Can bodies similar to those of FIGS. 4 and 5 were produced with flange angles ranging from 0 to -42.5°. Can ends were double seamed onto the can bodies using the equipment of FIG. 1, with the base pressure of the apparatus set at 600N, 400N and 200N respectively. Acceptable double seams were produced at these lower than normal base pressures, and features such as the end hook length l5, body hook length l6, overlap l7 (see FIG. 3), flange angle α and flange fibre length l4 were measured. The results are presented in Tables 1 to 3 respectively. The trials show that by using can bodies with a downwardly directed flange having a flange angle α within the above range, acceptable double seams can be achieved using axial loads well below the 650N conventionally used in the can making industry.
FIGS. 6 and 7 show apparatus suitable for forming the downwardly extended flanges associated with the present invention. The apparatus comprises a tooling head 51 rotatable on a central drive shaft 52. Depending from the head 51 are three roller assemblies 53, each of which comprises a shaped roller 54 mounted for rotation on a spindle 55. Each roller 54 has a shaped contact surface 56 designed to produce a downwardly turned flange 16 as the rotating rollers are brought downwardly into contact with the top peripheral portion of a can body 1.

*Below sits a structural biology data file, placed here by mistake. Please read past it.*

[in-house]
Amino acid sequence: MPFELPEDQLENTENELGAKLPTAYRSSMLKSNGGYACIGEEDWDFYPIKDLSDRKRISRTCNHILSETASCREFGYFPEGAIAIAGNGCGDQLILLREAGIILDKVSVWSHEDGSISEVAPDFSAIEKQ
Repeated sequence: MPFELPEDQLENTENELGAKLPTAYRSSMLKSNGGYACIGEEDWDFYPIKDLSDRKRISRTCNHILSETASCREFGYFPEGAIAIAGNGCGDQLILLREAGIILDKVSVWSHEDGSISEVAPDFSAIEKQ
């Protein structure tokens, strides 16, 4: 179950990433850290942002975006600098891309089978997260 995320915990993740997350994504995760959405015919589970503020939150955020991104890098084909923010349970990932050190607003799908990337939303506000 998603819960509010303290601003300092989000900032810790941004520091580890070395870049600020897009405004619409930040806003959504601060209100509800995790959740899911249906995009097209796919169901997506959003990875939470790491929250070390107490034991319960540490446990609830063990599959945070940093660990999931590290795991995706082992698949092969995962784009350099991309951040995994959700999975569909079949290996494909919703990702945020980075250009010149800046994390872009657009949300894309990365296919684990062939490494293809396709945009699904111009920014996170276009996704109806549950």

TABLE 1__________________________________________________________________________SEAMER SETTING LOAD: 600NTooling Description Flange Angle Flange Radius Flange Fibre Length End Hook Body Hook Overlap__________________________________________________________________________Std Can 6.3 45.3 119.9 64.0 66.5 43.31.5 mm die -4.0 43.3 127.0 63.0 68.3 49.51.5 mm die -12.5 35.4 136.8 64.3 70.3 49.51.5 mm die -27.5 33.5 148.8 64.3 69.5 47.01.5 mm die -42.5 31.5 157.3 59.5 68.5 41.31.0 mm die 0.0 45.3 126.1 63.3 67.3 46.01.0 mm die -3.5 41.3 129.2 66.0 69.5 50.00.5 mm die -20.0 37.4 136.7 63.3 68.5 47.00.5 mm die -6.5 37.4 110.1 64.8 68.5 47.8Spin flange 8.5 51.2 128.5 63.0 67.5 46.3Spin flange 10.0 49.2 131.4 61.3 70.8 48.8Rolled -14.0 27.6 138.1 65.0 71.5 50.3Rolled -22.5 21.7 146.1 64.3 70.3 48.0__________________________________________________________________________ (all dimensions in thou.)